by Dr. Patrick H. Lau
“The great gift of Easter is hope – Christian hope which makes us have that confidence in God, in his ultimate triumph, and in his goodness and love, which nothing can shake.” ~Basil Hume
Easter is a feast to commemorate the resurrection of Jesus Christ. The bible related that Jesus traveled to Jerusalem with his disciples to celebrate Passover. Most people in the city gleefully greeted him, calling Him “Jesus is King”. Some individuals were affronted that an ordinary person was praised as the king; they conspired to kill Him. The guards who arrested Jesus asked if He was the Son of God. Jesus informed them that He was. Condemning Jesus of blasphemy, guilty of offending God, the high priests and elders of the Sanhedrin handed down a death sentence.
Jesus was then taken to Pontius Pilate, the Roman governor in Judea, who did not find Jesus guilty. However, fearing the crowds, Pontius let them decide the verdict. Emotionally provoked by the chief priests, the crowds shouted “Crucify him”. Jesus was crucified and died on the cross on Friday. (Good Friday is observed in remembrance of Jesus’ execution). His disciples placed His body in a cave tomb; they also placed a large boulder to block the entrance. When Mary Magdalene, one of Jesus’ most celebrated disciples, returned on Sunday, the boulder had been moved, and Jesus’s body disappeared. He had resurrected. Later, Jesus revealed Himself to His disciples and friends that He had been with His Father in Heaven, and He would return to earth.
According to many cultural historians, the origin of Easter could be traced to the ancient Teutonic mythology pertaining to the Teutonic tribes of central Europe. Easter was derived from the word Eostre, who was the goddess of spring and fertility. It was believed that after a lengthy, freezing winter, Eostre returned to Earth in spring bringing along sunshine and warm weather. Spring is indeed the annual time of renewal, when the earth blissfully rejuvenates itself after a gloomy, somewhat lifeless winter. Spring also signifies new life and rebirth. This Pagan festival of Eostre had been celebrated as a spring festival with bountiful feast and other rituals on the day of the vernal equinox.
Later, the Christian church transformed the Pagan festival to a celebration of the resurrection of Jesus Christ. And in A.D. 325, the Roman Emperor Constantine proclaimed that Easter be observed on the first Sunday after the full moon following the vernal equinox. Thus, Easter has become a movable feast between March 22 and April 25. Charles M. Crowe once said, “Easter is the demonstration of God that life is essentially spiritual and timeless.”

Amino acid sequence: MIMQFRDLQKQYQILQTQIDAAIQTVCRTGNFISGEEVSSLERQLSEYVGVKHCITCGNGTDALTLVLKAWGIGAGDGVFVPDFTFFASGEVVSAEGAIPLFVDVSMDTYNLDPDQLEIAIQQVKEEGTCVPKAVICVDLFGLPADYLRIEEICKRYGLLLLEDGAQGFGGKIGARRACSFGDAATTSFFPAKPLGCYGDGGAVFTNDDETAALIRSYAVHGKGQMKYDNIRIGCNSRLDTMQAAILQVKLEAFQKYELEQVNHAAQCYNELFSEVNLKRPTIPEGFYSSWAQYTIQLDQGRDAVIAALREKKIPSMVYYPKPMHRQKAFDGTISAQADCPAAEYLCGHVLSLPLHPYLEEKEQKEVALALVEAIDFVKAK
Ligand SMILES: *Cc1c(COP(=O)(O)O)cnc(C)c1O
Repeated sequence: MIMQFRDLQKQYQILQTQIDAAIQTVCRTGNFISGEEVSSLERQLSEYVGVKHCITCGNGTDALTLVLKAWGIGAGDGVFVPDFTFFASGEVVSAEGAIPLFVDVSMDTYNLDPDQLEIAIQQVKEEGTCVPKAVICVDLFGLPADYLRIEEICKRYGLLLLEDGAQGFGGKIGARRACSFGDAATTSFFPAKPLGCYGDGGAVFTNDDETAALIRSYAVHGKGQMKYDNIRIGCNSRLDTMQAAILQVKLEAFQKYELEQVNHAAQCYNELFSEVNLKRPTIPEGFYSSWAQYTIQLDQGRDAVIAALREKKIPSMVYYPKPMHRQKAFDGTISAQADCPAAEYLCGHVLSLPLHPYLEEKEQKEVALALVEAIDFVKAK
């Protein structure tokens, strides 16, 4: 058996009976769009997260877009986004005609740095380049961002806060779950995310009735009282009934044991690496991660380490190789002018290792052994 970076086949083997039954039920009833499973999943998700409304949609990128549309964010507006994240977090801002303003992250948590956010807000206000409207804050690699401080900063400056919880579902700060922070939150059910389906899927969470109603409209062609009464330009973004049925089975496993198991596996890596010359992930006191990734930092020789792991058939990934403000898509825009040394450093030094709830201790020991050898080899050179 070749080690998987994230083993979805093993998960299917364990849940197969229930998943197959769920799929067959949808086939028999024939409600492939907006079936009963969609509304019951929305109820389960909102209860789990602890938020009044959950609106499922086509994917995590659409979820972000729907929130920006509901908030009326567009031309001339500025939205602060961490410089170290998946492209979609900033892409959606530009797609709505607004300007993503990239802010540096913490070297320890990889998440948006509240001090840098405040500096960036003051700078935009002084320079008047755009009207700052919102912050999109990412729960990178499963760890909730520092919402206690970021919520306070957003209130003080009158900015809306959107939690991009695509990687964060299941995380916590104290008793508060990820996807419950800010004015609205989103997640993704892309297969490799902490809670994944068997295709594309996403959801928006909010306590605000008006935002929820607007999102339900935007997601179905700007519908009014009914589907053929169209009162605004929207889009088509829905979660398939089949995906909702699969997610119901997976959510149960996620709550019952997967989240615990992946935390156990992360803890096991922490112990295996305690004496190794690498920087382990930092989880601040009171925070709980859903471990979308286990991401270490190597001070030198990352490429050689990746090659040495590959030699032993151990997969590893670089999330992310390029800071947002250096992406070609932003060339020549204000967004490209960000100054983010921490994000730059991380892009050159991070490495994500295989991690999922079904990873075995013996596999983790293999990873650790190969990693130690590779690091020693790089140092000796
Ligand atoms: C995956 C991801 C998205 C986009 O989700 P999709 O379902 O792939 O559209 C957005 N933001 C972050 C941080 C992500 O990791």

Easter egg is the notable symbol of Easter. Egg was, in fact, regarded sacred during the celebration of Eostre, because life was sustained within the egg, which was considered as a symbol of new life and fertility. In various cultures, egg signifies rebirth and new life. It has been religiously construed that egg, the seed of life, is a symbol of the tomb from where Jesus came out after resurrection. Coloring eggs with bright colors signifying sunlight of spring during spring festival can be traced to the ancient Egyptians and Persians. Early Christians colored eggs red to symbolize the resurrection of Jesus Christ. One of the most popular Easter customs is the egg hunt; and nowadays, colorful eggs are made of plastic with chocolate candies inside.
The legend of the Easter Bunny originated in pre-Christian Germany around the 13th century. The rabbit was the earthly symbol of Eostre. By 1680, the first tale regarding a rabbit laying eggs and hiding them in a garden was revealed. In 1700s, German immigrants brought this legend to the United States. They started making nests and placed dyed eggs in them; this had evolved into the tradition of Easter baskets with colorful eggs, which have eventually been replaced by candy eggs. They also baked rabbit-shaped cakes; this may have initiated the act of making chocolate Easter bunnies. The traditional Easter food is ham.
During Easter time, churches adorn the altars with Easter lilies to venerate the resurrection of Jesus Christ. The Easter lily symbolizes purity, joy, hope and life. Easter evokes a great deal of good memories of the time when we were raising our children, such as egg painting, egg hunts, Easter baskets, chocolate eggs and bunnies, family gatherings, succulent baked ham dinner, watching parades and so forth. Sharing cultural activities with our children is a significant way of passing along traditions, customs and heritage, irrespective of our religion, belief or idealology.